29. Darin on June 14, 2023 at 1:22 pm


  30. Mark P on June 14, 2023 at 1:24 pm

    Great info. thanks for sharing!

  31. Paul Martin on June 14, 2023 at 1:24 pm

    "All the accuracy of a blind guy at a urinal" ? Never heard that before now! Seriously though, good tips for using a plane, thanks

  32. Mehrdad Samavati on June 14, 2023 at 1:25 pm

    Hey Jonathan, nice video. To tackle the rust problem I have used CMT blade cleaning solution on all of my hand plane. Basically, you put a bit on and leave it to dry. It has anti-corrosion agent that will help rust prevention. Obviously, there are other products out there but I found this very easy to use.

  33. Marius Hegli on June 14, 2023 at 1:26 pm

    I have nothing to say really, but I appreciate your content, and wish to help with the yt-algorithms.

  34. david lynn on June 14, 2023 at 1:26 pm

    Great video, thanks for the tips. When sharpening does it matter if you push the blade away from you or pull it back to you on the stone and does it differ with the kind of stone you use?

  35. joe m on June 14, 2023 at 1:27 pm

    Where and who told you the lever cap is designed to loosen the cap screw? I personally would never use it for that but to each his own

  36. Walter Rider on June 14, 2023 at 1:28 pm

    thank you

  37. George Beckingham on June 14, 2023 at 1:28 pm

    Great video. I’m pretty new to woodworking, and I only have a couple of planes: a #5 and a block plane, both Stanleys. I picked an ambitious first project that involves surfacing a bunch of 6×4 rough timbers. I’m still removing material; not focusing on flatness yet, but I have started angling my #5 across the width of the face to keep it relatively even. A 14" plane angling across a 6" face still keeps most of the sole on the surface.

    One thing I never thought to do (but I will next time I head down to my basement) is camber my blade slightly at the edges. Right now I get distinct edges on each stroke. But on the whole, thanks to the tips here and on the Canadian woodworking forums, my project is going quite smoothly.

  38. Jorge Mendez on June 14, 2023 at 1:31 pm

    Great tips! I always learn something from your videos, and I love your products. It’s been a while since you’ve done a build video though…… just saying 😅

  39. Pierre-Olivier Gosselin on June 14, 2023 at 1:31 pm

    Try the rust eraser lee valley sale them rob cosmon too. It’s like the magic eraser but for rust. The perfect thing for surface rust on the shop !

  40. Woodnote Studio on June 14, 2023 at 1:31 pm

    Great tips. Just started a new project and used a hand plane to flatten a board I had to resaw. It came out great and these tips were very helpful.

  41. Douglas Brown on June 14, 2023 at 1:32 pm

    " A blind guy at a urinal," priceless.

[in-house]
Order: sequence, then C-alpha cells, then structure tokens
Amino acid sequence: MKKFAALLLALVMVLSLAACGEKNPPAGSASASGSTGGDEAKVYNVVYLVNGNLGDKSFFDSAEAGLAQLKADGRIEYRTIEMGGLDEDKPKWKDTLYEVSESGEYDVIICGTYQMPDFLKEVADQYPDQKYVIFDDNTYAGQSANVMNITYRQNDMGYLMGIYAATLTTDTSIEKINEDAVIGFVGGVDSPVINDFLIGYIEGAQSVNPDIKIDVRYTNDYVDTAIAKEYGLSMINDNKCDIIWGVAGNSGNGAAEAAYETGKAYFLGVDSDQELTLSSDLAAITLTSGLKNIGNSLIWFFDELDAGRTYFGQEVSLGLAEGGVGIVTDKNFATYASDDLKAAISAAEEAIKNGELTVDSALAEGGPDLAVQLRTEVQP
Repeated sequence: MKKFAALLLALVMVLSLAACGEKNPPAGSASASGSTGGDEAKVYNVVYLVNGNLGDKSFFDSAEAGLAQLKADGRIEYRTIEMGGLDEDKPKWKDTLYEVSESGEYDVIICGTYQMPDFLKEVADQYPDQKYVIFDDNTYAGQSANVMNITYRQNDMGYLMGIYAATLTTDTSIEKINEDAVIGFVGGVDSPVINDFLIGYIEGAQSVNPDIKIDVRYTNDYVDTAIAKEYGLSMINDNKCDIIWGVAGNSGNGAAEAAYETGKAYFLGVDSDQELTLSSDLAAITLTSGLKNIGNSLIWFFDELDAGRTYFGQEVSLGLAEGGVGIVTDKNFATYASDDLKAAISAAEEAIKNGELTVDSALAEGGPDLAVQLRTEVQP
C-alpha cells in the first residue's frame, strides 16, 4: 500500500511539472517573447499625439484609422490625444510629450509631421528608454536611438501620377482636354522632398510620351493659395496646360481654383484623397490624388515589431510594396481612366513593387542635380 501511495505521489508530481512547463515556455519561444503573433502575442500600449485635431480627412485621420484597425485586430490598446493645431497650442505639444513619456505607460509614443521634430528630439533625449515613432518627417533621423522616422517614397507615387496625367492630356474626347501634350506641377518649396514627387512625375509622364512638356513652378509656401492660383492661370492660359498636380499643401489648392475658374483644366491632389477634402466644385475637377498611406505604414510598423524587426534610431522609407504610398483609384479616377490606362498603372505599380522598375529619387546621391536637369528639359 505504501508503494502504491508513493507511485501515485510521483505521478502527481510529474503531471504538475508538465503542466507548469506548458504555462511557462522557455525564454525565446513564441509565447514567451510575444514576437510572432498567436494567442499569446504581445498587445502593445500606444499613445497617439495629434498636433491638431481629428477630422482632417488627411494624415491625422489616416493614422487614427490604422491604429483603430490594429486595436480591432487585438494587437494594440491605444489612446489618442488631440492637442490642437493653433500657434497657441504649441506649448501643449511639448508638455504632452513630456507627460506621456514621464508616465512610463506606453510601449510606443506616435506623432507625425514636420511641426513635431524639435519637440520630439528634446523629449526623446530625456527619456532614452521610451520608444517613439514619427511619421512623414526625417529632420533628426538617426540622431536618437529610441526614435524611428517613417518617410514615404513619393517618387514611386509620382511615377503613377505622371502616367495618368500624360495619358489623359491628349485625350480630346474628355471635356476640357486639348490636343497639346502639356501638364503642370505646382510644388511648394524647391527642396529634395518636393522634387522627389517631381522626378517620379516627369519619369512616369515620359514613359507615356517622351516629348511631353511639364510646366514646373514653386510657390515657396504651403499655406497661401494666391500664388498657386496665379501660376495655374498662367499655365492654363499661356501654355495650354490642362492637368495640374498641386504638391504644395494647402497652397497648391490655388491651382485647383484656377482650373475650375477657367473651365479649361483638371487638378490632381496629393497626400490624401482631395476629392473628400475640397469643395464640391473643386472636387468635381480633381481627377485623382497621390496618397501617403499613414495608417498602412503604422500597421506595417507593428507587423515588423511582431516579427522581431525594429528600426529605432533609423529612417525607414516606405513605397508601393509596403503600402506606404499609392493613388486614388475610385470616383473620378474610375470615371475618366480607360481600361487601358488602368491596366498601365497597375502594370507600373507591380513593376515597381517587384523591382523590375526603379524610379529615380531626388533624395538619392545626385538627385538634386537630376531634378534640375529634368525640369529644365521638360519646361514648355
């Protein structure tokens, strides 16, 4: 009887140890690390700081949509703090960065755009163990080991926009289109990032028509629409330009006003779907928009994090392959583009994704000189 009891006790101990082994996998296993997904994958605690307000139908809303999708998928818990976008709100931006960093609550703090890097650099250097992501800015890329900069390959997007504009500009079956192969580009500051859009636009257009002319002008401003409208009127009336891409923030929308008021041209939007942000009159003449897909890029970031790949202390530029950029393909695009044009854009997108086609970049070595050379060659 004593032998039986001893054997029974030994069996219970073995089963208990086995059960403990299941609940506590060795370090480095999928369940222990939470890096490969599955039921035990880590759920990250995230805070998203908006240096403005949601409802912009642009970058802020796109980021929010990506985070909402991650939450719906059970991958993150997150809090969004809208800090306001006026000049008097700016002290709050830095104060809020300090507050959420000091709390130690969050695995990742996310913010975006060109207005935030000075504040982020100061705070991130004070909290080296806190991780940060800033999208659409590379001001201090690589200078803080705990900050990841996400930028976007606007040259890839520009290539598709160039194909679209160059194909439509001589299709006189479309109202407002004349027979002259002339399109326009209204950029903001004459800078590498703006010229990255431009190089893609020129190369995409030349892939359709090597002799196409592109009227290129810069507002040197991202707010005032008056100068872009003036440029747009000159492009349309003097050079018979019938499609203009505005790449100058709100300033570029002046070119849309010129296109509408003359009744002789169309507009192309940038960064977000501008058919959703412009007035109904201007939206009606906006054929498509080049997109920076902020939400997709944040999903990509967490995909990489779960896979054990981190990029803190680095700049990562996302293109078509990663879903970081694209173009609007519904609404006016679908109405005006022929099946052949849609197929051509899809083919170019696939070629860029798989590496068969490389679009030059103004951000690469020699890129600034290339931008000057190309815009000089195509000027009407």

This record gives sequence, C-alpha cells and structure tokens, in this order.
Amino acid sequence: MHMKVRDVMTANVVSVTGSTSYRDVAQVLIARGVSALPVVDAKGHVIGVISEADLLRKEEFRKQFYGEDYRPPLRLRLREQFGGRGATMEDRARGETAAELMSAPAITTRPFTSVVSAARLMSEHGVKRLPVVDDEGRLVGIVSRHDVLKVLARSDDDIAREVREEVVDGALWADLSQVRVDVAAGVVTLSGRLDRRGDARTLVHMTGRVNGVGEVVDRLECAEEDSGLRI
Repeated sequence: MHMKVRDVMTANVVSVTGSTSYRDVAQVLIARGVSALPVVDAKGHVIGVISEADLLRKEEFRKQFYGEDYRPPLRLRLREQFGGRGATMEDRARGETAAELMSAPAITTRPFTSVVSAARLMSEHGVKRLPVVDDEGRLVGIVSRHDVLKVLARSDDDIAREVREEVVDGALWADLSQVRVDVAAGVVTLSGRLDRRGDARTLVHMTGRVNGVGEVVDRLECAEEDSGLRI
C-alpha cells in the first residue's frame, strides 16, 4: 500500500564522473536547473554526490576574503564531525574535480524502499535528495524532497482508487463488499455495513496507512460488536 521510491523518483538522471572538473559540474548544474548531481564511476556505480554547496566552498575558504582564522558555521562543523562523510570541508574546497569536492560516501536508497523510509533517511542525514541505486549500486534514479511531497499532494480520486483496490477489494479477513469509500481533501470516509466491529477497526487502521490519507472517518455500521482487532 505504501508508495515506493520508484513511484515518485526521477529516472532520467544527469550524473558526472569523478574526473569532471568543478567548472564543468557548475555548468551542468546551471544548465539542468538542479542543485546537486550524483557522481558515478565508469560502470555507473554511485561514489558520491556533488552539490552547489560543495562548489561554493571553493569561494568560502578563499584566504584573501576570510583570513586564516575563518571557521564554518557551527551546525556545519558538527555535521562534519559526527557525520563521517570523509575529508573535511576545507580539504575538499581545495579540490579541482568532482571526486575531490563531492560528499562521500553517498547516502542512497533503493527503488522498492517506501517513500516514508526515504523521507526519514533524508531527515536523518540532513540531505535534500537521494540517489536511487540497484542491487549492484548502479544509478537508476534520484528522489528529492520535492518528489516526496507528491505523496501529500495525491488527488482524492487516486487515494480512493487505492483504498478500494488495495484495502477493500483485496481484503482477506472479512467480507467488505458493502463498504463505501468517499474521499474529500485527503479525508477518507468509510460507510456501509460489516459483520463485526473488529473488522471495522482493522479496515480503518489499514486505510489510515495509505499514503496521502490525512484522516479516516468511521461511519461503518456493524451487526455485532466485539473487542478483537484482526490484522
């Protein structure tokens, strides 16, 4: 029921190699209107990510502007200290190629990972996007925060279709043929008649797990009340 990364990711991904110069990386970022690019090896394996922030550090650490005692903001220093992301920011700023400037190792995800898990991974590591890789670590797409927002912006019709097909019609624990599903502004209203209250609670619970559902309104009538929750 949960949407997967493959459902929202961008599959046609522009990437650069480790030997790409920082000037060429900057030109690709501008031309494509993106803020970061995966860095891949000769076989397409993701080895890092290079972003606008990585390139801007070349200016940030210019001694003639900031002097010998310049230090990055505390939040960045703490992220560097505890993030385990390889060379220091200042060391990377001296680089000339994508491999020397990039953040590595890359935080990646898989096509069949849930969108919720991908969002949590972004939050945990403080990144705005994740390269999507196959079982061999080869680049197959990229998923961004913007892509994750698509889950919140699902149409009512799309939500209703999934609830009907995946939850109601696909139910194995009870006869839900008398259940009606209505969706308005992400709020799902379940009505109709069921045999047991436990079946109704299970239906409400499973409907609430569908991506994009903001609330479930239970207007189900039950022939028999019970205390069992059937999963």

42. Mario Gonzalez on June 14, 2023 at 1:35 pm

    Don’t sweat the lever cap hate, man. As far as I’m concerned, it’s your tool. Pick your teeth with it, if you so desire. Great tips!

  43. goodie7415 on June 14, 2023 at 1:35 pm

    A mini seminar! Thanks JKM.

  44. WoodcraftBySuman on June 14, 2023 at 1:36 pm

    Using the lever cap to unscrew the chip breaker is a glass shattering moment for me. Did not know that. I’ve always used a flat head 😂

  45. Jacob Schweitzer on June 14, 2023 at 1:39 pm

    Easily the most complicated tool in the shop. You mention all the plane numbers but nothing about what that means.

  46. Tim Doyon on June 14, 2023 at 1:42 pm

    I gotta tell you, I’ve always kept my planes razor sharp. I didn’t think it could get any better. But, not long ago I bought your “scary sharp” system and oh my gawd! 😮 Now I know what you mean when you say your planes have to be razor sharp. I just spent an entire evening resharpening ever plane blade and chisel I have. Thanks for putting out such a great product, (and especially at such a reasonable price). By the way, I got your no deflection stop block at the same time, and it is absolutely perfecto! Tighten both knobs and the thing doesn’t move at all. It is way better than blue name brand stops I own. They have now been moved to my junk drawer. Anywho… thanks again and take care Jonathan! ☮️

  47. jen tom on June 14, 2023 at 1:42 pm

    I am a beginner to woodwork, the main test I have with this bundle https://www.youtube.com/post/UgkxTNB_zFBSnTo_O1PqfVUwgi7ityw0JlKt is that I think that its hard to settle on a choice of the plan and outline to use as there are a large portion of them there. Nonetheless, I like the simple stride to step directions laid out there.

  48. Miles McGrew Woodworking on June 14, 2023 at 1:43 pm

    I find a stick of pure Bee’s Wax to be arguably the cheapest, longest lasting, and least residue leaving lubricant for the bottom of the plane.

  49. Anthony Mohammed on June 14, 2023 at 1:43 pm

    Great info user friendly love the red and black stack-on im the background 325 lb weight capacity be safe sir

  50. theeddorian on June 14, 2023 at 1:44 pm

    About pressure on a bench plane, you hold the front of the plane down on the wood with the knob. But as the knob passes the far end of the wood, you are no longer pressing down on a plane. So sole is now a lever and your knob hand is pivoting the front down, and the back up, with the far edge of the wood acting as a fulcrum. So it works to ease off on the knob and shift a little weight to the tote.